When a child’s tonsils become inflamed, surgical removal - a tonsillectomy - is often ordered. Picture: Thobile Mathonsi
When a child’s tonsils become inflamed, surgical removal - a tonsillectomy - is often ordered.

New research, however, suggests more caution may be needed in patients aged 3 or younger.

The study of more than 1800 cases involving children under the age of 6 found the rate of complications, such as bleeding or respiratory issues, rose for the youngest patients.

Specifically, children aged 3 or under had a 7% chance of requiring care for these post-tonsillectomy issues, compared with 4.6% of children aged 3 to 6, the findings showed.

Furthermore, “we did not find weight to be a useful predictor of complications,” wrote the researchers, led by Dr Claire Lawlor, a paediatric otolaryngologist at Boston Children’s Hospital.

The study authors said “age rather than weight” is key to gauging the safety of tonsillectomy in very young children.

A paediatrician who wasn’t involved in the study said the findings confirm much of what’s already known on the subject.

“Tonsillectomy may be appropriate for some children because of recurrent tonsil infections or obstruction,” said Dr Michael Grosso, chair of paediatrics at Huntington Hospital in New York.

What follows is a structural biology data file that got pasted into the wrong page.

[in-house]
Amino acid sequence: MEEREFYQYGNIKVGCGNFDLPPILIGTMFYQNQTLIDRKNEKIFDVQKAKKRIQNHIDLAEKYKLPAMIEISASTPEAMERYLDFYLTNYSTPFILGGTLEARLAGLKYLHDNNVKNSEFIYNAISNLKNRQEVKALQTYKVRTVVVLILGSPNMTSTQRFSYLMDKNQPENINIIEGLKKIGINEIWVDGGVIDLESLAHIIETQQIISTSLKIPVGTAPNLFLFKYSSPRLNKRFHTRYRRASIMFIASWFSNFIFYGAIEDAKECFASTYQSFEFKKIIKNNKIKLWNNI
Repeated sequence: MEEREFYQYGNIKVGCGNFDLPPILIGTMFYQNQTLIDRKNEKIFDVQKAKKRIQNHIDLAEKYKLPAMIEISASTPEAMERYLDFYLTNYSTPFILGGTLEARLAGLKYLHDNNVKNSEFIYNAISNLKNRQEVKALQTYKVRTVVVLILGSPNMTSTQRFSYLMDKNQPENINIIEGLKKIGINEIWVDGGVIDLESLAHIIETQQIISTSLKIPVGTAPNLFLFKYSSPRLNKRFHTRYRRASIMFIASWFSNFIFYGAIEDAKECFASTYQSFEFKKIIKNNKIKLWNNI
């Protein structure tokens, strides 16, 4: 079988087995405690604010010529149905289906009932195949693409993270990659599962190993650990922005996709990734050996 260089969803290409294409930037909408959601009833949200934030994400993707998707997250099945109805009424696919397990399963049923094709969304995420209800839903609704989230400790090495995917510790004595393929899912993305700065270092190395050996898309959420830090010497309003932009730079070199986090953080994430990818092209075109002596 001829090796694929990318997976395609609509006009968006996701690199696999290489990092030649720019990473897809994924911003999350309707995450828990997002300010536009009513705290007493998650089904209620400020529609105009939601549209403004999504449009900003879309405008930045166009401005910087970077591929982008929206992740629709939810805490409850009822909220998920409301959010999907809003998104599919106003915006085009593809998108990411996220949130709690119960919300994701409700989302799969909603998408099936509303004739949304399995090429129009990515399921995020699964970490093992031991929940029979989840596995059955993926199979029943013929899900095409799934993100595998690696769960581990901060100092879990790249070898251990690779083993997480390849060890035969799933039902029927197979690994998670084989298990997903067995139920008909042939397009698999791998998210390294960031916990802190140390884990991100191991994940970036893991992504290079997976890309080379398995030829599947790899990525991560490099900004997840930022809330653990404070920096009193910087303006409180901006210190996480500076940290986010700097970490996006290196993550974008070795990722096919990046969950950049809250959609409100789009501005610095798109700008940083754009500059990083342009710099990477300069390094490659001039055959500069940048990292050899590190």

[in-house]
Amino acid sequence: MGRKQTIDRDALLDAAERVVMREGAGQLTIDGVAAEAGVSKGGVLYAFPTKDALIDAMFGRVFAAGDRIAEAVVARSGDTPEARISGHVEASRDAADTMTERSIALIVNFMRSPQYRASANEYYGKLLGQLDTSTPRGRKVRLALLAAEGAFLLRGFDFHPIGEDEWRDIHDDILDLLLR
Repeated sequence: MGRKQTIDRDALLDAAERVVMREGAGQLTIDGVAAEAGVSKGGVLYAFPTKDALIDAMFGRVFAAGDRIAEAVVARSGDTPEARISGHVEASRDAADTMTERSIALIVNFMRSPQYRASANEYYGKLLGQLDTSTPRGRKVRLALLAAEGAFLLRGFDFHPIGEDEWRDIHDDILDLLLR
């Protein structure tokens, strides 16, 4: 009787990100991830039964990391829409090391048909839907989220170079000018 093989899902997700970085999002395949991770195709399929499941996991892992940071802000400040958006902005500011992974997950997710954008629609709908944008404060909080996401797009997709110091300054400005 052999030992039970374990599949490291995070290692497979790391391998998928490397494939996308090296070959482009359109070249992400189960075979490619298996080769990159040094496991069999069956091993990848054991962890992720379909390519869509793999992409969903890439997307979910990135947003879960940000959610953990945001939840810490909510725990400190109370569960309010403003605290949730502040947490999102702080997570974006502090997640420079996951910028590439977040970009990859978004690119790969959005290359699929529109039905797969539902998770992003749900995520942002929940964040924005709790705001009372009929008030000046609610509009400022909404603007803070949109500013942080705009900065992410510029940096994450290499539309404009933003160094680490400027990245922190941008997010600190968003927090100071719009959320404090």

“However, it is an operation that is not altogether without risks. Be sure it is necessary and get a second opinion if there is any doubt.”

The Boston researchers also noted the complication rate didn’t seem to change whether or not the child had had an overnight stay in hospital after a tonsillectomy.

Grosso said many hospitals mandate overnight stays, and he believes they can help safeguard children to a certain extent.

However, the new research shows inpatient observation and care “protects against some complications, but not those that can take a week or more to happen”, Grosso said.

Specifically, the new study “found dehydration and breathing problems happened more often in younger patients, while bleeding was present in almost the same number of children, regardless of age,” he said.

The study, published online in Jama, Otolaryngology - Head and Neck Surgery, is the largest such review on the subject ever conducted, Lawlor’s team said.

Dr Lee Smith is chief of paediatric otolaryngology at Cohen Children’s Medical Centre in New York.

He believes inpatient admission for children under the age of 3 does help safeguard patients if a complication arises.

“This policy has worked well to maintain a safe environment for these young patients,” Smith said.

“All surgery has inherent risk, and health care providers need to establish guidelines which mitigate those risks and provide the safest environment for our paediatric patients.” 

 The New York Times